We’ll likely do the Scotchbite scrub.

Yep, it’s more work and more building time to paint the parts ourselves, but the cost savings are significant. If we buy only enough primer and paint to do the parts that would be powder-coated, and then double that figure to account for any miscellaneous stuff, we’d only spend about $250 -- 1/3 of the cost of powder coating. More bonuses: the welded parts will be painted in our exact final color, and I’ll know the finish is top notch.

There's one caveat here: I haven't done a lot of painting, so this will be a learning process. Luckily, we have a friend who's done a lot of painting, and he does very nice work. He’ll guide us through it.

Re: New Highlander Build

PostPosted: Wed Dec 29, 2010 10:08 am
by jak
Guys good luck with the painting. I have painted a few fuseloges in my time and I can tell you this It will take three pairs of eyes and a lot of redo's to get it all and then when you know your done you'll find places that didn't get painted. The tubing is very hard to get to in all places, even using a finishing gun or touch up gun to spray with. Set up a good spinner to rotate with and have a good spray booth setup there is an awful lot of overspray to deal with.And by the way I'm not sure im intelligent enough to tell you how much the christmas gift means to me Thank you very much. Hope I can help during your build. Jak

Re: No Powder Coating?

PostPosted: Wed Dec 29, 2010 7:13 pm
by SheepdogRD
jak wrote:Guys good luck with the painting. I have painted a few fuseloges in my time and I can tell you this It will take three pairs of eyes and a lot of redo's to get it all and then when you know your done you'll find places that didn't get painted. The tubing is very hard to get to in all places, even using a finishing gun or touch up gun to spray with. Set up a good spinner to rotate with and have a good spray booth setup there is an awful lot of overspray to deal with. Jak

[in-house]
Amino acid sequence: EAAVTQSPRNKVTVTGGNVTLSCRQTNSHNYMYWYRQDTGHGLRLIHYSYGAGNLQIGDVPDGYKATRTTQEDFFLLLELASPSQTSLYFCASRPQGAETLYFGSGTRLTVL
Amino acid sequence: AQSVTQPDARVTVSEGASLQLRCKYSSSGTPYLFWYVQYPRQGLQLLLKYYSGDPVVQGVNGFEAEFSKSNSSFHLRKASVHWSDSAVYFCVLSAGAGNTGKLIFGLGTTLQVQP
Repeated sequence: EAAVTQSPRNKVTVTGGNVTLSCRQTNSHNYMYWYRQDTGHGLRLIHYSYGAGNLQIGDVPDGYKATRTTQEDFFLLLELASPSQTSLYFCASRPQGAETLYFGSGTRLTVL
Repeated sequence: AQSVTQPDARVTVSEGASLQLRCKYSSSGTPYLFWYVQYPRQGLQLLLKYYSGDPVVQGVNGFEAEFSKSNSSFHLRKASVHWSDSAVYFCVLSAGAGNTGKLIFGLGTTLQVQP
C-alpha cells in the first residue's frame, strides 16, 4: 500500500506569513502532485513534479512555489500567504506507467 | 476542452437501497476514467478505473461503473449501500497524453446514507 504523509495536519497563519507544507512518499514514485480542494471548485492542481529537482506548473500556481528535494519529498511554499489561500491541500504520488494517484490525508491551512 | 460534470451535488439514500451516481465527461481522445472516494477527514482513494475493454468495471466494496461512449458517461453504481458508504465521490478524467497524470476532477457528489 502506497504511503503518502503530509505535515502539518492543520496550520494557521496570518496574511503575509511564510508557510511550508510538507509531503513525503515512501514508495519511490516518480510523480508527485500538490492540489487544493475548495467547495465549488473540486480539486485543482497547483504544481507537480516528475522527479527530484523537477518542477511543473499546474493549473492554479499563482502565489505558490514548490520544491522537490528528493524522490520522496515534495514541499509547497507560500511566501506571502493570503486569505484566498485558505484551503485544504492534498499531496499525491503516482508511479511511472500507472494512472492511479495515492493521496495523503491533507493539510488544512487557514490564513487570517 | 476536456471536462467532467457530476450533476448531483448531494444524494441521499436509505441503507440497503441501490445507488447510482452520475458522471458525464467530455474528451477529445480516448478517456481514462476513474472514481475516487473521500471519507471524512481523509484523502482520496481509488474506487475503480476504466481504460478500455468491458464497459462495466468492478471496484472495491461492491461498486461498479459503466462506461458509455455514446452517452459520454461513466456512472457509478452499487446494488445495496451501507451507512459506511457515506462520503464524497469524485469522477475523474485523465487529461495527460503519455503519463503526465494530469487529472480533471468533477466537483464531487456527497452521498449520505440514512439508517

That's good information, Jak. My primer and paint color choices apparently show my inexperience. I had originally thought we should go with both primer and paint in our final charcoal color. Now I wonder if we'd be better to go with a lighter-colored primer, medium base coat, and the charcoal final coat. Then we'd be able to see where we've missed, and go back to touch up before moving on to the next part or the next coat.

Does that sound like the best path?

Re: New Highlander Build

PostPosted: Wed Dec 29, 2010 8:43 pm
by jak
You should be able to see almost any color you use.Thats not the problem the problem lies with reaching all areas with spray as you try to get the interior pieces you inadverntely touch the outside with the hose or the gun or something and then its a redo in that place, and when you get all of those done and fixed somebody will come up and ask why you didn't paint that place. You'll see. It's a lot harder than it appears to get as good a job as the powdercoating. Jak P.S. Thanks again

Re: New Highlander Build

PostPosted: Wed Dec 29, 2010 9:01 pm
by scubarider2
My advice for what it is worth is to forget the painting and do the powder coat. For the little extra money you will have a far better product. To get the needed coverage and layer needed you will have spent the same on paint and headache. The best way to do the painting would be to do the dip method. I am no painting expert but have done my share and the round tubes are the worst. I do not think you will be happy. Just my two cents.... 8)

Re: No Powder Coat?

PostPosted: Wed Dec 29, 2010 10:22 pm
by SheepdogRD
So, if -- as was reported here on the forum -- powder coating doesn't adequately protect the fuselage, what's a builder to do? It sounds to me like we have to make a choice: accept the likelihood of corrosion coming through the powder coating, or consider the powder coating as primer and paint over it.

Since I want more corrosion protection than the powder coating apparently offers, it appears that I have to paint. And that brought me to ask: if I have to paint anyway, why invest $750 in powder coat primer?

But maybe I'm asking the wrong question. How about this: if we want better corrosion protection than we can get from powder coating, is there a way to get it that's less painful than painting?